Member of a family whose name has been connected through three generations with one of Providence s most important manufacturing enterprises, Julius Palmer was executive head of the firm of Palmer and Capron, manufacturers of jewelry, for many years. His guidance contributed decisively to the continued growth and success of the company, and he himself was widely known as a prominent man of affairs.
Mr. Palmer was born in Providence, Rhode Island, on July 20, i 854 > son John Simmons and Frances M. (Prentice) Palmer. He was a direct descendant of two of New England’s finest families, tracing his ancestry, paternally, to William Palmer, who came from England in the ship “Fortune,” and to John Alden, of the “Mayflower.”
John Simmons Palmer, the father, was born at Newport, Rhode Island, on March 22, 1824, and died in Providence, on July 8, 1908. It was he who established the firm of Palmer and Stave in July, 1845, which became, in September, 1852, Palmer and Capron. He was apprenticed as a boy, in September, 1840, with the firm of G. and S. Owen, the former being his brother-in-law. Here he acquired a thorough and expert knowledge of the jewelry business, and in July, 1843, began his independent career. He formed a partnership at that time with Christian Stave, a Norwegian toolmaker, who later removed to Wisconsin. Later Mr. Palmer took into partnership, Lucien P. Lamson, and upon the latter’s death, Charles S. Capron became associated with Mr. Palmer to form the firm of Palmer and Capron. This association continued until 1891, when Mr. Capron withdrew because of ill health and his advanced years. The name, however, remained the same through subsequent reorganizations. The founder was connected with this enterprise for more than fifty-five years, and at his death was succeeded in executive control by his son, Julius Palmer.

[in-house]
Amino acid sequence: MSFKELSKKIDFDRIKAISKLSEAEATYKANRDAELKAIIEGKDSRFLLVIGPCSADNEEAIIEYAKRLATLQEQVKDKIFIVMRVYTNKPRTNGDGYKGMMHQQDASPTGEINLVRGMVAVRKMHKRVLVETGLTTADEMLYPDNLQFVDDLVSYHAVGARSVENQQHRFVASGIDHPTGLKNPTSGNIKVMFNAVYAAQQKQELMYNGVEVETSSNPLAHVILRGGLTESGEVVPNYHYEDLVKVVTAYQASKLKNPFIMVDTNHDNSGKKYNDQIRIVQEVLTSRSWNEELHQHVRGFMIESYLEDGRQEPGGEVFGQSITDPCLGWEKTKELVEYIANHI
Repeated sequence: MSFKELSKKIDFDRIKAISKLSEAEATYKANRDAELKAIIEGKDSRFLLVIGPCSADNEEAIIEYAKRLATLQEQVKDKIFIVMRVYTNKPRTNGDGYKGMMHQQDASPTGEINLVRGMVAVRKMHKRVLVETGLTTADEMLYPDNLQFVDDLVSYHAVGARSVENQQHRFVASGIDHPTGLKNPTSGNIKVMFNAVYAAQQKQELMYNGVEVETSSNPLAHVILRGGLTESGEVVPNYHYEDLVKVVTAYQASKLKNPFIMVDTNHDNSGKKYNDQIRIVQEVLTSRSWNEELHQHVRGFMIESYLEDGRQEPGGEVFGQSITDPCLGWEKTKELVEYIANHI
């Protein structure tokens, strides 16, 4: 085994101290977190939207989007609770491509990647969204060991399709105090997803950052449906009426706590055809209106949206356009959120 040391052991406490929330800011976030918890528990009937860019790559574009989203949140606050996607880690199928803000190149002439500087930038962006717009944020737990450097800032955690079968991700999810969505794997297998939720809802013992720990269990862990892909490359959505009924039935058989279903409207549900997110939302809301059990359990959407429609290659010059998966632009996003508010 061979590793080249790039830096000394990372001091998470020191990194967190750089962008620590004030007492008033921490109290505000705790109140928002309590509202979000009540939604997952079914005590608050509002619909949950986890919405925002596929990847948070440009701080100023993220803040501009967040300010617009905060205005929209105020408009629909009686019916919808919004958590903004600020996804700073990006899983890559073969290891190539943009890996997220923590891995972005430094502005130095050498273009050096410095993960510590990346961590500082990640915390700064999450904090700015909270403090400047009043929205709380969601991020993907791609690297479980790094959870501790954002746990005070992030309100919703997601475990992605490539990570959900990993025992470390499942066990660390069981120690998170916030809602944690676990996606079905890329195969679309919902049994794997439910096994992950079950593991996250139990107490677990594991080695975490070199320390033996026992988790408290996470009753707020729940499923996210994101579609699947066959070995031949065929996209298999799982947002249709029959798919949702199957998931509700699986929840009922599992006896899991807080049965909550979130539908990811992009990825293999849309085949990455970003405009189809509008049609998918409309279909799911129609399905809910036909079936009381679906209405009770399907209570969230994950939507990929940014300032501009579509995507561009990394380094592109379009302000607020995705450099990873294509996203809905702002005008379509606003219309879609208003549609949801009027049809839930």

The company plant is still located on the original site, No. 167 Dorrance Street, Providence, an address which they have made famous in jewelry circles of New England and the East. From the beginning they have specialized in the manufacture of rolled plate and sterling silver rings, and have always been accounted one of the most successful manufacturers in this field. Palmer and Capron were one of the first houses to establish a New York office, opening a branch at No. 20 Maiden Lane, where they continued to do business for sixty years. Their present New York address is No. 9 Maiden Lane.
Julius Palmer, of this record, received his preliminary education in the Providence public schools and later entered Brown University, from which he was graduated in 1877 with the Bachelor of Arts degree. He decided to follow in his father’s footsteps, and after the completion of his education, he became associated with the firm of Palmer and Capron. In 1891, after the withdrawal of Charles S. Capron, Julius Palmer was admitted to partnership along with Fenelon A. Pierce. Finally, when his father died in 1908, he succeeded the elder man as active head of the business. This year also witnessed the entrance into the firm of John Simmons Palmer, II, of the third generation of his family to be connected with this enterprise. Julius Palmer was a man of sound judgment and varied talents. As executive head, he guided the Palmer and Capron Company most successfully, and on January 1, 1916, retired to the leisure he had well earned.
Mr. Palmer’s services were often sought by other important interests. He was a director of the old National Bank of Providence from 1866 until 1912, and from 1896 to 1902 was president of the bank which also benefited much through his services. From 1884 until his death he was a director of the Equitable Marine Insurance Company, and rendered valuable aid in the founding of other important Providence enterprises. Mr. Palmer was a member of the University and the Squantum clubs of this city, and an active contributor to many civic enterprises.
On October 16, 1878, Julius Palmer married Jessie F. Richmond, and they became the parents of three children:
- John Simmons, II.
- Laura Richmond.
- Jessie F.
John Simmons Palmer, II, was born at Providence on February 14, 1881, was educated in the public schools of this city and attended Brown University, which he left in 1904 in his junior year. He began his business career with Palmer and Capron, rose rapidly within the organization, and since 1908 has been a partner in the firm which has been established in Providence for more than three quarters of a century. He married, on June 14, 1911, Abbie Easton Green, of Barrington, Rhode Island. They are the parents of six children:
- Julius, II.
- Jane Easton.
- Ruth R.
- Richard Simmons.
Julius Palmer died on March 29, 1920. At the time of his death he was treasurer of the Theta Delta Chi Fraternity in Rhode Island, with which he had been affiliated since his college years. Mr. Palmer s passing removed from Providence affairs a man who had long occupied distinguished position therein. He met the duties of life as they came to him, and the constructive influence of his career contributed appreciably to the city’s progress.
Carroll, Charles. Rhode Island: Three Centuries of Democracy, vol 3 of 4. New York: Lewis historical Pub. Co., 1932.